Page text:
As part of the ongoing Google/Oracle patent trial we’re seeing a wealth of information on the early days of Android. Today we learn that Google expected to make $278.1 million in revenue from Android in 2010.
As reported by The Verge these are the first hard numbers we’ve ever seen on Android revenue. In July 2010 Google had 20 million Android phones in the market, and expected to double that to 40 million by the end of the year.
Google projected that those 40 million phones would result in $278.1 million of revenue. Of that $278.1 million, $158.9 million would come from ads, with only $3.8 million coming from apps.
That’s not a lot of money spent on apps, and Google’s forecast for 2012 wasn’t any better. In the forecast Google expected to see $840.2 million in revenue from Android in 2012, with just $35.9 million coming from apps. Andy Rubin, Google senior vice president of mobile, listed “Market: low rate of app purchases, policy issues” as a “lowlight” for Android.
Google knew that Android users weren’t spending money on apps, and correctly guessed that the trend would continue into 2012.
There is a big disparity between the number of downloads of free and paid apps in the Google Play Store. For example, the free version of Draw Something has a total number of downloads between 500,000 and 1,000,000; while users downloaded the free version between 10,000,000 and 50,000,000 times. This tendency towards free apps has caused some developers to abandon Android in favor of the more profitable iOS.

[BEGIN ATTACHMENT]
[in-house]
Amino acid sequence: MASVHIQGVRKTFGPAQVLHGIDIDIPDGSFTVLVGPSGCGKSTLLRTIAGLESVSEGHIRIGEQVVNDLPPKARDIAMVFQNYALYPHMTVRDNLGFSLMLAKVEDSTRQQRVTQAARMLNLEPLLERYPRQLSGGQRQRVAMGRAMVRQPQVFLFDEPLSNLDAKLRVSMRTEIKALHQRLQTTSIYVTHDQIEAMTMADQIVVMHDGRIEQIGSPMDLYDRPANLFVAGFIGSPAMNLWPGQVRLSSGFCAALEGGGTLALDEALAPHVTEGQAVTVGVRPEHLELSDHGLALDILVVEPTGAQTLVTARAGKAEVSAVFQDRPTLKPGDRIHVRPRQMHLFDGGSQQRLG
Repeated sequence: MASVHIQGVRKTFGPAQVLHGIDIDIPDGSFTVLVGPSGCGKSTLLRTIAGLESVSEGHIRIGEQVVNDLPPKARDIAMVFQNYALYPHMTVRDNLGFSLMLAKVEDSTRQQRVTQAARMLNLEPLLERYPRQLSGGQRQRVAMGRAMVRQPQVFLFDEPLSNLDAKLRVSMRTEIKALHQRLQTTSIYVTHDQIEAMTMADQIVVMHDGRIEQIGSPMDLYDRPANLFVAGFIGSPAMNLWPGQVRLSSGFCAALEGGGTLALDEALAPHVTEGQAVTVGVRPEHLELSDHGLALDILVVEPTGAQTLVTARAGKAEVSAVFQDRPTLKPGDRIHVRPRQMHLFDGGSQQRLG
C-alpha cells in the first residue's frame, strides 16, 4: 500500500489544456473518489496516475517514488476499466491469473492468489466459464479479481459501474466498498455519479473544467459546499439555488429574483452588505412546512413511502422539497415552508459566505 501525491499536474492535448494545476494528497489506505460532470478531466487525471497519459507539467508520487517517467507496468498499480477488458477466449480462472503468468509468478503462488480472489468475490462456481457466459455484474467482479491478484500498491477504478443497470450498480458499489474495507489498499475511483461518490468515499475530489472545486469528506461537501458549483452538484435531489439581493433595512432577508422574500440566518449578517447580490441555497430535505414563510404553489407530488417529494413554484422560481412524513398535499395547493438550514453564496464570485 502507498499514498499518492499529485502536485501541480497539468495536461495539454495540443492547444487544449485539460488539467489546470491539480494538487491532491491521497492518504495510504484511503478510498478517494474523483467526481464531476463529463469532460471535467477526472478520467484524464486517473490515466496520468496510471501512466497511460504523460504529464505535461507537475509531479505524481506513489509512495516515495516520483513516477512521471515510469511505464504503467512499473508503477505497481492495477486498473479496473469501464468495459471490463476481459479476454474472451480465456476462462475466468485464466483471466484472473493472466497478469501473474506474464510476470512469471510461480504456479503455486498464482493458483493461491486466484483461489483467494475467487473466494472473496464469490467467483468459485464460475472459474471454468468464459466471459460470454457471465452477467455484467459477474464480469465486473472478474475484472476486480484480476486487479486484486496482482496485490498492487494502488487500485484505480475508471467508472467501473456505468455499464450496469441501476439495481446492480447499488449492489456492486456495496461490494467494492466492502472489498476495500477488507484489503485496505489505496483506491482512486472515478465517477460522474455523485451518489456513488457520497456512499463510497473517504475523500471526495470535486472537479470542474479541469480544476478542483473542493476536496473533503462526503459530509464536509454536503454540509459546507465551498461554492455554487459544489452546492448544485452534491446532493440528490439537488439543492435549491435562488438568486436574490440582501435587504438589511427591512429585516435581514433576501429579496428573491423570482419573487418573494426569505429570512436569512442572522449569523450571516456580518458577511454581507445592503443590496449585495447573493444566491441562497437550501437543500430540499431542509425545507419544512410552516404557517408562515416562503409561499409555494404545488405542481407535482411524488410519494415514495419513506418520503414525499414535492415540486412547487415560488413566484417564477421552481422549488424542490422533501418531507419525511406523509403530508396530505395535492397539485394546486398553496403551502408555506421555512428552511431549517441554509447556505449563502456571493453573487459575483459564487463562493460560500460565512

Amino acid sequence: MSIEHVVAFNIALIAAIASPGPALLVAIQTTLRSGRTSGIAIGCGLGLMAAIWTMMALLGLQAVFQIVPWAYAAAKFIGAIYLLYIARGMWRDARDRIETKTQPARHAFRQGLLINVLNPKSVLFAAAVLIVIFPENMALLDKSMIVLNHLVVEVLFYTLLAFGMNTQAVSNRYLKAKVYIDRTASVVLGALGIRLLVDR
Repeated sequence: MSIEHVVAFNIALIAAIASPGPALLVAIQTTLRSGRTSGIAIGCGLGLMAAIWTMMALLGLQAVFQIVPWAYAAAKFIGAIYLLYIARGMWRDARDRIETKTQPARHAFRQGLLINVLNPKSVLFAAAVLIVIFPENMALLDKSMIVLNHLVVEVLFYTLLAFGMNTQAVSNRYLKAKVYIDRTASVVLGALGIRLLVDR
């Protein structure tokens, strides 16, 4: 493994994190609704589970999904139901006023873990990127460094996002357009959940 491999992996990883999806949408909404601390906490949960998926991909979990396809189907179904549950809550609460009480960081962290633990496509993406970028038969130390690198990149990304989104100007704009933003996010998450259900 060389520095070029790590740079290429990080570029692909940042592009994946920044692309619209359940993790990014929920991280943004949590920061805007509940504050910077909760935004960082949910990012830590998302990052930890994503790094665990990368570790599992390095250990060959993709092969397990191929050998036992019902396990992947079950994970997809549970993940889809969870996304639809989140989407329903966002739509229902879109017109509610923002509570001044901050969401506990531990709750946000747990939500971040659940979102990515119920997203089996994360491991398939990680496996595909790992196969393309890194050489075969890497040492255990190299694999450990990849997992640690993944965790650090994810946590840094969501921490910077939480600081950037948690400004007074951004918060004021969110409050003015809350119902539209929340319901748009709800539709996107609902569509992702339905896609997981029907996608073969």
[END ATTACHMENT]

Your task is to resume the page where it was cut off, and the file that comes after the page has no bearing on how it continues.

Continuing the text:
Even Google was making more money from iOS in 2010. In 2010 Google expected to make $120 million on Android, and $281 million on iOS. Google might be making more money from Android than iOS today.
Andy Rubin also pointed to music, video, and books as “lowlights” for Android, which is why all three are now in the Google Play Store.
In the data presented, Google expected to come into the music-selling business aggressively. The company predicted it would make $738 million on music sales in 2011, and nearly $1.5 billion in 2012. To say those numbers are optimistic is an understatement. Google Play is nothing more than an after-thought in music so far. Music is a hard market to take away from Apple and streaming services like Spotify, Rhapsody and Rdio.